involved.

    Richard.
     
    Richard Cornford, Jun 3, 2010
    #4
  5. M A Hossain Tonu

    Ry Nohryb Guest

    On Jun 3, 3:04 pm, Richard Cornford <>
    wrote:
    > (...)
    > There is a huge confusion between javascript object literal notation
    > and the restricted sub-set of its syntax that defines JSON. Any talk
    > of "a JSON object" is probably a good indicator that this confusion is
    > involved.


    <FAQENTRY> JSON !== JSOL </FAQENTRY>

    :)
    --
    Jorge.
     
    Ry Nohryb, Jun 3, 2010
    #5
  6. * Duplicating the comment I made on the blog for the benefit of the
    discussion here

    Two things.

    1) You are using the wrong terminology. There is a confusion between
    object literal notation and JSON. What you are using and describing is
    *object literal notation.* JSON is intended as a means of data
    transport (either between applications and/or across a network), is
    always in string form, cannot define functions, and is a subset of
    object literal notation.

    2) While an object created in this fashion might *act* like a
    singleton, it is not really a singleton. There is nothing to stop
    someone from cloning the object, resulting in more than one
    representation/instance of the same data.

    var clone = function(o) {
    var no = {};
    for ( var i in o ) {
    no = o;
    }
    return no;
    }

    var a = {a: 1, b: 2},
    b = clone(a),
    c = a;

    a.a = 3;
    b.b = 4;
    console.log(a, b, c);

    The only way to have a true singleton in JavaScript is to use all
    private members so that the data cannot be cloned from one object to
    another.

    var a = (function() {
    var _a = 1, _b = 2;
    return {
    getA: function() { return _a; },
    setA: function(a) { _a = a; },
    getB: function() { return _b; },
    setB: function(b) { _b = b; }
    };
    })();

    var b = clone(a);

    a.setA(3);
    b.setB(4);
    console.log(a.getA(), a.getB(), b.getA(), b.getB());

    However, this might be splitting hairs. For most applications, the
    object literal approach to singletons is probably sufficient.
     
    Justin Johnson, Jun 4, 2010
    #6
  7. @Rob, @Jorge, @Richard, @Justin:
    Thank you very much for your valuable discussion, i will be updating
    my post shortly.

    Thnx again for the help, cheers :D
     
    M A Hossain Tonu, Jun 6, 2010
    #7
  8. Hi Rob,

    Now a days use of JSON doesn't limit within only in data-
    interchanging.
    Due to it is based on subset of JavaScript programming language itself
    it starts confusion cause JavaScript itself confusing regarding OO.

    Again if we use JSON format to describe an object, at the same time we
    are instantiating the object.

    Consider your example:

    var jsonString = "{foo:'foo', bar:'bar'}";

    var obj1 = eval('(' + jsonString + ')');
    var obj2 = eval('(' + jsonString + ')');

    Here you have used JSON string, i am not talking about JSON string
    rather talking about Object Notation. well if u consider like this:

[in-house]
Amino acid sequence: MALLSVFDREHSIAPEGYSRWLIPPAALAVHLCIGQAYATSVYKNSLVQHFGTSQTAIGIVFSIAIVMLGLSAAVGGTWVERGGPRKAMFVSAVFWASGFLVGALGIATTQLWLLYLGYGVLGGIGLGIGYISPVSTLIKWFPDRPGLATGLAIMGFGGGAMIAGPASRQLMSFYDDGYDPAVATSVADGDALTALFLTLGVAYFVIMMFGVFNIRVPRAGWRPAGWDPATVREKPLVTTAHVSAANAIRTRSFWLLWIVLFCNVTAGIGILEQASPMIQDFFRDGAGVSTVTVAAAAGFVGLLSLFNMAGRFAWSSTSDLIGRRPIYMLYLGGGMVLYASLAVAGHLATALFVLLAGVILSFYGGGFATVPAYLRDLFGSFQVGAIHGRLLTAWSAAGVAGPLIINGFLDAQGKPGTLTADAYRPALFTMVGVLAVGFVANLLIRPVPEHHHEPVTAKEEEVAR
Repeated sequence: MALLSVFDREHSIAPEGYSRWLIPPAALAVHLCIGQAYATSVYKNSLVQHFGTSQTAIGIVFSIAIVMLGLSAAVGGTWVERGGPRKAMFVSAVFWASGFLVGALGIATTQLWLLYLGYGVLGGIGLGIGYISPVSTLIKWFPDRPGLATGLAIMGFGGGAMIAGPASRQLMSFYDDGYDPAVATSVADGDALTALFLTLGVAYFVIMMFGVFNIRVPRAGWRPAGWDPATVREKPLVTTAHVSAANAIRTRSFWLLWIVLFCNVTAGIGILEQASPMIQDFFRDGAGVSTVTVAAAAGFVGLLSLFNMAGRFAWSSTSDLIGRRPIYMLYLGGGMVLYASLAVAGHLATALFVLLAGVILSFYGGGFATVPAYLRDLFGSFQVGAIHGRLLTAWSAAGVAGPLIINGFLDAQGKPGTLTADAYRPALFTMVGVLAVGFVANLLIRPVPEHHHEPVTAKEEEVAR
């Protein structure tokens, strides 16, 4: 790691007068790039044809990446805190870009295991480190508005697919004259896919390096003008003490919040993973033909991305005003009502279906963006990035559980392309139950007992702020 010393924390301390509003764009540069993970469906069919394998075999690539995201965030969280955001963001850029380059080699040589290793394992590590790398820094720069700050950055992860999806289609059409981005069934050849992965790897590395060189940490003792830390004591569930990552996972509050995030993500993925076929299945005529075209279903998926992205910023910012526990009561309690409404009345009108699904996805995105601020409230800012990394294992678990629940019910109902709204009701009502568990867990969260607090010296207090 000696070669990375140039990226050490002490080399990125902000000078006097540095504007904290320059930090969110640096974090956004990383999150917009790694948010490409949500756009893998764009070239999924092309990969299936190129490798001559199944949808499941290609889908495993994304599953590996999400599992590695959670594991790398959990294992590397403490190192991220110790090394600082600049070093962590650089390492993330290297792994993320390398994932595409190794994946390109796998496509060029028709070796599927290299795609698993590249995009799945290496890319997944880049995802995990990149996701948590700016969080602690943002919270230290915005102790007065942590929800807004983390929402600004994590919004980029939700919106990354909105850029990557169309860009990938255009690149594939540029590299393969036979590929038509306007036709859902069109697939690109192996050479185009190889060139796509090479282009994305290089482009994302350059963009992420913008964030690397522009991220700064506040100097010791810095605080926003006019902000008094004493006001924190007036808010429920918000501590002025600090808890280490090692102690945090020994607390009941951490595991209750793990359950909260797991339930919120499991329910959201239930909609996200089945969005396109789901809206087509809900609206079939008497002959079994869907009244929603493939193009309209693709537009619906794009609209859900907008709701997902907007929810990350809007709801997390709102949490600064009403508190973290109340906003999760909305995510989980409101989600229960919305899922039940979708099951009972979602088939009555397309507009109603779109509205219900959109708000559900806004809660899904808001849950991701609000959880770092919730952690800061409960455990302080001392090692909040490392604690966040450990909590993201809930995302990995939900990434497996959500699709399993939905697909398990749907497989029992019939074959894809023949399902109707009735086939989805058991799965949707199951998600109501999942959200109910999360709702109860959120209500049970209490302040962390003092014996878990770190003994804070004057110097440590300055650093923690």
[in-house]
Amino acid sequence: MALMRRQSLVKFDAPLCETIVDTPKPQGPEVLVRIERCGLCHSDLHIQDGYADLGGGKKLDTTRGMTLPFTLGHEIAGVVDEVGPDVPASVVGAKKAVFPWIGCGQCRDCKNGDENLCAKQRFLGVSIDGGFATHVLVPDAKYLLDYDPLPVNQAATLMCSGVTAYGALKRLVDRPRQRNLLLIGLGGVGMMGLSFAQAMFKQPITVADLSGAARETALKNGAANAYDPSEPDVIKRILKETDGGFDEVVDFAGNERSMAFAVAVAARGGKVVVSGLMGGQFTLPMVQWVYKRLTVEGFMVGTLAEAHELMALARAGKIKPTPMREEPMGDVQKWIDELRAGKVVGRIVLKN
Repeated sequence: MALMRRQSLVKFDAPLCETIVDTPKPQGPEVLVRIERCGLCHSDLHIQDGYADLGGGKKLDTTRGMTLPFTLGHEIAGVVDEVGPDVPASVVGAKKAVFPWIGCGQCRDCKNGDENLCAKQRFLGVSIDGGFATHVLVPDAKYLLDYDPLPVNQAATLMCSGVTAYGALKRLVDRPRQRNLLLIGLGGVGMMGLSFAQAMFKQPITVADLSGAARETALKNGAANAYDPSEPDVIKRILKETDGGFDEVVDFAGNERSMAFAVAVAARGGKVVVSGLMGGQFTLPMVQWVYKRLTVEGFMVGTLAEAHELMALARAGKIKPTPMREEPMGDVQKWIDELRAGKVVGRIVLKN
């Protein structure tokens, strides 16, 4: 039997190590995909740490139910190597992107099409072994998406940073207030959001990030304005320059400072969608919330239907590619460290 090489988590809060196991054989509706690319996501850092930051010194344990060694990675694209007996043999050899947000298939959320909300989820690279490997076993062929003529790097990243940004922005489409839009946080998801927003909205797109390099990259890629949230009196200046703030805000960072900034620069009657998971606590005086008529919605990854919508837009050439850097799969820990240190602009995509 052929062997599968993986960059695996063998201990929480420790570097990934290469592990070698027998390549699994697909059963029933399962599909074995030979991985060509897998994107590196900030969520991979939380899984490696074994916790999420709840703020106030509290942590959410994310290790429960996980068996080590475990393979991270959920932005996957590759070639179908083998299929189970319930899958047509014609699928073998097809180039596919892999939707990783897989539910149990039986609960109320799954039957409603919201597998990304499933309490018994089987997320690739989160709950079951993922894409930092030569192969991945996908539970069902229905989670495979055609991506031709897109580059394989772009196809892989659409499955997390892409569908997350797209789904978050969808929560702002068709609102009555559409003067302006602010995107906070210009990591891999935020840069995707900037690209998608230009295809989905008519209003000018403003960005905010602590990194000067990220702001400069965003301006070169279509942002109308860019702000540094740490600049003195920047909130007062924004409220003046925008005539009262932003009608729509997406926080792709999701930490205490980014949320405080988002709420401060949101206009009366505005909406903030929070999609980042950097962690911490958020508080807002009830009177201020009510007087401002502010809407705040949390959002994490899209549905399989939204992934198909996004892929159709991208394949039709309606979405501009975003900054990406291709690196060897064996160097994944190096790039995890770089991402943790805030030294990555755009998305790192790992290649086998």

var jsonObj = {foo:'foo', bar:'bar'};//description and instantiation
    at a time here

    var obj1 = jsonObj ;
    var obj2 = clone(jsonObj);

    Then the only object instantiated here is jsonObj not the obj1, obj2,
    they are the simple copy or clone of that object though it can't be
    tell afterward how it was
    created(in this point you are right).

    Note that there are no classes in JavaScript.
    Functions can be used to somewhat simulate classes, but in general
    JavaScript is a class-less language.

    Everything is an object. And when it comes to inheritance, objects
    inherit from objects, not classes from classes as in the "class"-ical
    languages.
    This scheme is called Prototype-based programming where classes are
    not present rather class behavior reused.

    This model can also be known as class-less, prototype-oriented or
    instance-based programming. And has been grown increasingly popular
    and adopted in JavaScript.


    Any suggestion will be highly appreciable.

    Updating my post too.

    --
    Tonu


    On Jun 3, 2:45 pm, RobG <> wrote:
    > On Jun 3, 5:57 pm, M A Hossain Tonu <> wrote:
    >
    > > JSON stands for JavaScript Object Notation. The current trend among
    > > many JavaScript developers seems to be to write code JSON style, i.e.
    > > to collect a number of functions/methods into a singleton object
    > > written in object notation.

    >
    > > What! did i heard Singleton Object? Whats dat ?

    >
    > > Well Wiki says: The singleton pattern is a design pattern that is used
    > > to restrict instantiation of a class to one object

    >
    > JSON is a means of describing objects using javascript object literal
    > syntax, nothing more. It is not intended to be a singleton pattern,
    > nor does it restrict a "class" to one object only.  Consider:
    >
    >   var jsonString = "{foo:'foo', bar:'bar'}";
    >
    >   var obj1 = eval('(' + jsonString + ')');
    >   var obj2 = eval('(' + jsonString + ')');
    >
    > Would you say obj1 and obj2 are two instances of the same "class"?
    > Javascript has no classes, using classic class-baesd OO terminology to